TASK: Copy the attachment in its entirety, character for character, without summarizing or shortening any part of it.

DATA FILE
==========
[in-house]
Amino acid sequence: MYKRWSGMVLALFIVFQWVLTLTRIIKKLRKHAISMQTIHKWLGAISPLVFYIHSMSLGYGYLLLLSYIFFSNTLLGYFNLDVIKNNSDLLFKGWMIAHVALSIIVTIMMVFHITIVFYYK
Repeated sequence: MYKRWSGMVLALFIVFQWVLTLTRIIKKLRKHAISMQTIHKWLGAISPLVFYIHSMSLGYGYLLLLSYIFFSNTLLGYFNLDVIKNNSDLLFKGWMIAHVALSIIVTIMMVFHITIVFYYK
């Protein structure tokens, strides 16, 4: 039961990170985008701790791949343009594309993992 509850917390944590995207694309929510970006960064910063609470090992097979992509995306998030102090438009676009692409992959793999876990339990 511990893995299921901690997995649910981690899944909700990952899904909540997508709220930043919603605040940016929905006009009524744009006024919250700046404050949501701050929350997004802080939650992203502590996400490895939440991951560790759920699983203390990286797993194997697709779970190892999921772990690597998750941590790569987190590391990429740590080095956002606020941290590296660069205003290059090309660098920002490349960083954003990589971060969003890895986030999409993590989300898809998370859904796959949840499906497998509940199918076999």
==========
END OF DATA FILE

[in-house]
Amino acid sequence: MYKRWSGMVLALFIVFQWVLTLTRIIKKLRKHAISMQTIHKWLGAISPLVFYIHSMSLGYGYLLLLSYIFFSNTLLGYFNLDVIKNNSDLLFKGWMIAHVALSIIVTIMMVFHITIVFYYK
Repeated sequence: MYKRWSGMVLALFIVFQWVLTLTRIIKKLRKHAISMQTIHKWLGAISPLVFYIHSMSLGYGYLLLLSYIFFSNTLLGYFNLDVIKNNSDLLFKGWMIAHVALSIIVTIMMVFHITIVFYYK
């Protein structure tokens, strides 16, 4: 039961990170985008701790791949343009594309993992 509850917390944590995207694309929510970006960064910063609470090992097979992509995306998030102090438009676009692409992959793999876990339990 511990893995299921901690997995649910981690899944909700990952899904909540997508709220930043919603605040940016929905006009009524744009006024919250700046404050949501701050929350997004802080939650992203502590996400490895939440991951560790759920699983203390990286797993194997697709779970190892999921772990690597998750941590790569987190590391990429740590080095956002606020941290590296660069205003290059090309660098920002490349960083954003990589971060969003890895986030999409993590989300898809998370859904796959949840499906497998509940199918076999």